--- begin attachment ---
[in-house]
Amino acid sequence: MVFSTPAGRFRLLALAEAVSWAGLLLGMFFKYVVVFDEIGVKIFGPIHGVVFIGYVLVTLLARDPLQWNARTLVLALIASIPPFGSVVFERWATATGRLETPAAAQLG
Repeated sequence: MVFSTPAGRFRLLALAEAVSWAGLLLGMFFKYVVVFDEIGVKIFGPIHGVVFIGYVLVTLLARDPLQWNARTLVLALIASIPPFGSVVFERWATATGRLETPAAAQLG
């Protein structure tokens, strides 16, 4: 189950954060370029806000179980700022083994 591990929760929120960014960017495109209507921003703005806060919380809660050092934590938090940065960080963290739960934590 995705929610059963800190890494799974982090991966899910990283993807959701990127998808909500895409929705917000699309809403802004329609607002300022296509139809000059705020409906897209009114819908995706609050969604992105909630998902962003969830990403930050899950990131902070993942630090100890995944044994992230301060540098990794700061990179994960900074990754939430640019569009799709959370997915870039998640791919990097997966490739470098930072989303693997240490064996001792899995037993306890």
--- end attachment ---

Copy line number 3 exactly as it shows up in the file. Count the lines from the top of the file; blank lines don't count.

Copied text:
Repeated sequence: MVFSTPAGRFRLLALAEAVSWAGLLLGMFFKYVVVFDEIGVKIFGPIHGVVFIGYVLVTLLARDPLQWNARTLVLALIASIPPFGSVVFERWATATGRLETPAAAQLG